Severe pollution in Delhi NCR has not only affected adults, but also children and the elderly. Take for instance, a young mother Kavita Kataria’s one-year-old daughter Myrah who suffered severe symptoms like sneezing, cough, watery eyes and phlegm after being exposed to the toxic air for only a few hours. The 32-year-old shared a Facebook post where she recalled her ordeal that began when her return flight to Ahmedabad got delayed.
On Tuesday morning, the Central Pollution Control Board (CPCB) recorded pollution levels in Delhi at 397 which is in the “very poor” category. Data from the Anand Vihar observatory at 8 am showed the PM 2.5 level at 474 while PM 10 was at 428. The quality, however, slightly improved since Monday due to the picking of wind speeds.
She goes on to mention how children should be protected even more considering the grave impact even a few hours of exposure can have. Kataria mentioned that they shouldn’t be taken out for walks or even play.
While speaking to indianexpress.com, she shared, “The doctor has advised us to follow the medicine course for seven days and a follow-up check-up after five days. We have to offer her light foods like khichdi, dalia etc, and keep her hyderated. Even though Ahmedabad’s condition is not as bad as Delhi, he has asked us to keep her inside (the home) till she gets better.”
The child is currently on antibiotics and medicine for fever, cold and cough. She has also been prescribed drops to clear the infection for eyes and nose.
According to the World Health Organization, air pollution has ‘a vast and terrible impact on child health and survival’. ‘Globally, 93 per cent of all children live in environments with air pollution levels above the WHO guidelines. More than one in every four deaths of children under five years is directly or indirectly related to environmental risks. Both ambient air pollution and household air pollution (HAP) contribute to respiratory tract infections that resulted in 5,43,000 deaths in children under five years in 2016’.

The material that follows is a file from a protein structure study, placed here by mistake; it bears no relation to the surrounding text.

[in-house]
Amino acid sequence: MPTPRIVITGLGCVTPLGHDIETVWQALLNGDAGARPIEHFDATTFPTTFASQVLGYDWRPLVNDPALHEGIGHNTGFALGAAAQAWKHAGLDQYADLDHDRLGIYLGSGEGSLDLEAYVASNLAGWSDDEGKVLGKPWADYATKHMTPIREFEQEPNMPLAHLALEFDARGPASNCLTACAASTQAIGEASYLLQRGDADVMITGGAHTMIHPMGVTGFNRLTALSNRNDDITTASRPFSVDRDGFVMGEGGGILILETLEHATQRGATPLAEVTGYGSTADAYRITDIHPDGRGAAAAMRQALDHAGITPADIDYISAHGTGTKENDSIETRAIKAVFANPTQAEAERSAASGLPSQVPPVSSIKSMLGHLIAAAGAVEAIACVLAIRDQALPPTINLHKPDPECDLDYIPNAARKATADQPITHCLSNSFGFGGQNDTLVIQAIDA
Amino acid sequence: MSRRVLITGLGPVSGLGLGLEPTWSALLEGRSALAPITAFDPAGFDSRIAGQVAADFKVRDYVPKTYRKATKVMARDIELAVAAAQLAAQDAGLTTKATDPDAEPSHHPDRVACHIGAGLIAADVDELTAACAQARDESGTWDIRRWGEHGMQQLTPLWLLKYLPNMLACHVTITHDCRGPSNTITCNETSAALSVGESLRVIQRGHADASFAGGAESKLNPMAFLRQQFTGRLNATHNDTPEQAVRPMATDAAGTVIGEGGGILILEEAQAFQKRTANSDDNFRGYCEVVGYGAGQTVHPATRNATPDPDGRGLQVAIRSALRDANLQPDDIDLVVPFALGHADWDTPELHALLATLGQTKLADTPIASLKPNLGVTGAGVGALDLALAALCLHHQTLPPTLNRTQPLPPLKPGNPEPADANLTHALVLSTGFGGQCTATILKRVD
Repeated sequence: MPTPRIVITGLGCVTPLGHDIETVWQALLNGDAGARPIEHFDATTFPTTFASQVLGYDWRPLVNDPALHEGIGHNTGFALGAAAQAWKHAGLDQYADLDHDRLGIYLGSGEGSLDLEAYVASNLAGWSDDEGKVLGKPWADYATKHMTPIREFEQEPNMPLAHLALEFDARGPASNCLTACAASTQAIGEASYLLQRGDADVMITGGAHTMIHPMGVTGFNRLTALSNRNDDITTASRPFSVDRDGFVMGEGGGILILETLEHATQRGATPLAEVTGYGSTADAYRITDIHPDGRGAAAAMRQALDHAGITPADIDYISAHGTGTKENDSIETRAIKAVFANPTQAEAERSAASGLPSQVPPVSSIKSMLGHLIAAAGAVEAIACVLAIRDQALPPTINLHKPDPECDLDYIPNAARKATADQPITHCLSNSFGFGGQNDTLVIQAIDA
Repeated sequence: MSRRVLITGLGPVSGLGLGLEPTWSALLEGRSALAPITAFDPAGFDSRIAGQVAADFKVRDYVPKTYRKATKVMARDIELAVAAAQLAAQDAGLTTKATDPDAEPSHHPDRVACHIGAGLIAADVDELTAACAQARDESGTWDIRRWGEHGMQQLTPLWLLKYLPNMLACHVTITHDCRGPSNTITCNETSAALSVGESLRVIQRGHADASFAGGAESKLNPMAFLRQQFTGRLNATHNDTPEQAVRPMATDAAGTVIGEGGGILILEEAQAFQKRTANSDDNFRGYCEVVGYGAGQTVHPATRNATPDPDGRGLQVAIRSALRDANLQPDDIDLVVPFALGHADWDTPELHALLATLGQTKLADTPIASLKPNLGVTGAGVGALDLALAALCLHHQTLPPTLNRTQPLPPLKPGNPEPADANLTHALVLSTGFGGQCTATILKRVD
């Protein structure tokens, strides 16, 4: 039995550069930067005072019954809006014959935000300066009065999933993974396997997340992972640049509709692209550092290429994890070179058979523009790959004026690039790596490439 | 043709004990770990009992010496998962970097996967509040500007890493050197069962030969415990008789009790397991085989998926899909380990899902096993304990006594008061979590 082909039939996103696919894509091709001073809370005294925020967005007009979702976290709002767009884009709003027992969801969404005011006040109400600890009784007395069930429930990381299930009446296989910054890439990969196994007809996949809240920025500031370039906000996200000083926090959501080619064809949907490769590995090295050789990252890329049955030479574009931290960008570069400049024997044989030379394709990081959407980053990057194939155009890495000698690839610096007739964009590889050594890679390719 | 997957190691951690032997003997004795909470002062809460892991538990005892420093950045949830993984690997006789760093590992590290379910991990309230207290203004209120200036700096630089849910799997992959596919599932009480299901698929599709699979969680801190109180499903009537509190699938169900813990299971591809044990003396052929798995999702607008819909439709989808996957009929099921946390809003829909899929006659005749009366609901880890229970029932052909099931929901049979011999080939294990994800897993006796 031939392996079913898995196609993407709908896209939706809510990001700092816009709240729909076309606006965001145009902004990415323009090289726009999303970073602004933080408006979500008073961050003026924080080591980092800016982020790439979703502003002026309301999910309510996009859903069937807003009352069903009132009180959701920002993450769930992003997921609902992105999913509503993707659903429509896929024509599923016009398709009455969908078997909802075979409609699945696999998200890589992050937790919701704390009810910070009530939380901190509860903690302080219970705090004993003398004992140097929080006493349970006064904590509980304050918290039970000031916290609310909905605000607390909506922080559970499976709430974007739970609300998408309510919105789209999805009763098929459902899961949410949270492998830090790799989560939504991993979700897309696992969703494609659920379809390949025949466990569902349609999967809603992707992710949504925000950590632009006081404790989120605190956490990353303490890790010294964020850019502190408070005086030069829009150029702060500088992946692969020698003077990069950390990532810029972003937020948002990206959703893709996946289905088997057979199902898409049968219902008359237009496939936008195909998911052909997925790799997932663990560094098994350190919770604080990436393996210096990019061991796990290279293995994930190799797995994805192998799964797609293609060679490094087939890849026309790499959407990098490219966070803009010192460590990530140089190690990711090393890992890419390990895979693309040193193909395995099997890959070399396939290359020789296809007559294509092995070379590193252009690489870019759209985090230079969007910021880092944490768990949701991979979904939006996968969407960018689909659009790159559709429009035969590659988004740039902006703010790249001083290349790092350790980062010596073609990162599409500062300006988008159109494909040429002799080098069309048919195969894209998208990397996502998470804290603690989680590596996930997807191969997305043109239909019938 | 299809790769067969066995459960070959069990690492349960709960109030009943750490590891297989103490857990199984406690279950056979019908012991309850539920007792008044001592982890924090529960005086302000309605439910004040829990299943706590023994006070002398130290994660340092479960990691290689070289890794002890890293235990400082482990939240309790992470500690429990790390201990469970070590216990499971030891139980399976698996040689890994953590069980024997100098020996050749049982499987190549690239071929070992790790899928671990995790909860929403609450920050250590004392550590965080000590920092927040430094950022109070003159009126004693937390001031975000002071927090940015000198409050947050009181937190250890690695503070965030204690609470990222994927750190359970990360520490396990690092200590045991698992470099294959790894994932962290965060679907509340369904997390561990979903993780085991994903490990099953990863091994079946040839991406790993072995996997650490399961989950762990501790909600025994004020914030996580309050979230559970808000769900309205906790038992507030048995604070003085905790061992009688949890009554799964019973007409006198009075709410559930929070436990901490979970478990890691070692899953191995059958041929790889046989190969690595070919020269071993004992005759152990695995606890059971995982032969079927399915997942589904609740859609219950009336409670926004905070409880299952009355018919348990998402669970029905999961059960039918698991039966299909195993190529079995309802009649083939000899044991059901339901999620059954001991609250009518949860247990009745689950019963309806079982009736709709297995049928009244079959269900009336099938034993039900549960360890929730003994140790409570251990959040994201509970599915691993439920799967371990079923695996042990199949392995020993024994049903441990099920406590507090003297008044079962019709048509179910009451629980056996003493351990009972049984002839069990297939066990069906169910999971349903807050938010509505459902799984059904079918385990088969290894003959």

Dr Manoj Kumar Goel, pulmonology, pulmonary critical care and sleep medicine, Fortis Memorial Research Institute Gurugram pointed out how children become more vulnerable to the toxic air. “Children are especially vulnerable because their lungs are still in the development stage. Additionally, children are a lot more active than adults. The more active one is, the more they inhale, the more exposed they are to the pollutant particles,” he told indianexpress.com.
How can children be protected?
*Remain indoors as much as possible.
*Make sure your children wash their hands frequently to avoid infection.
*Avoid exercising outdoors.
*When indoors, parents can practice regular deep breathing exercises.
*If asthmatic, continue taking preventive and controller inhalers.
*Get vaccinated for flu.
*Consult a doctor if you are suffering from any respiratory distress symptoms
Dr Goel recommends that children should also wear masks. “Make sure they are playing only indoor sports. They should be well-hydrated, this will allow the toxins to be flushed from their body. They need to be taken to the hospital in case of any respiratory distress, wheezing, coughing. Lastly for children with asthma, bronchitis – in addition to the medication, it is essential that they take steam every night to clear out to the air ways,” he said.